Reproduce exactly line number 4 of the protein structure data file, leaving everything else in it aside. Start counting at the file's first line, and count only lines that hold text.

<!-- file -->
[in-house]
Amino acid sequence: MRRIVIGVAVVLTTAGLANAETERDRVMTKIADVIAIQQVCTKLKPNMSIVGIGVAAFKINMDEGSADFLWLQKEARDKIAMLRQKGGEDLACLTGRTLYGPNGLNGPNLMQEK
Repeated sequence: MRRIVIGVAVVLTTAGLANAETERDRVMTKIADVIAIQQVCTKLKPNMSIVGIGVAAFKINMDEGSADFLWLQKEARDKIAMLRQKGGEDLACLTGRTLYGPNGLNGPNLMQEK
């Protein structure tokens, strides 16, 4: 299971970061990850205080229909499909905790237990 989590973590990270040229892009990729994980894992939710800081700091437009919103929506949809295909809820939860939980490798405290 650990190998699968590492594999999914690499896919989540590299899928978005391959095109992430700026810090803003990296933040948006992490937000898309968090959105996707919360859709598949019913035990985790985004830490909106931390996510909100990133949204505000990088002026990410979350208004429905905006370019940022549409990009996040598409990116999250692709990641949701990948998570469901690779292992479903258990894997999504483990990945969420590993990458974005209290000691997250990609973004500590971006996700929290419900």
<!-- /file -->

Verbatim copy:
């Protein structure tokens, strides 16, 4: 299971970061990850205080229909499909905790237990 989590973590990270040229892009990729994980894992939710800081700091437009919103929506949809295909809820939860939980490798405290 650990190998699968590492594999999914690499896919989540590299899928978005391959095109992430700026810090803003990296933040948006992490937000898309968090959105996707919360859709598949019913035990985790985004830490909106931390996510909100990133949204505000990088002026990410979350208004429905905006370019940022549409990009996040598409990116999250692709990641949701990948998570469901690779292992479903258990894997999504483990990945969420590993990458974005209290000691997250990609973004500590971006996700929290419900």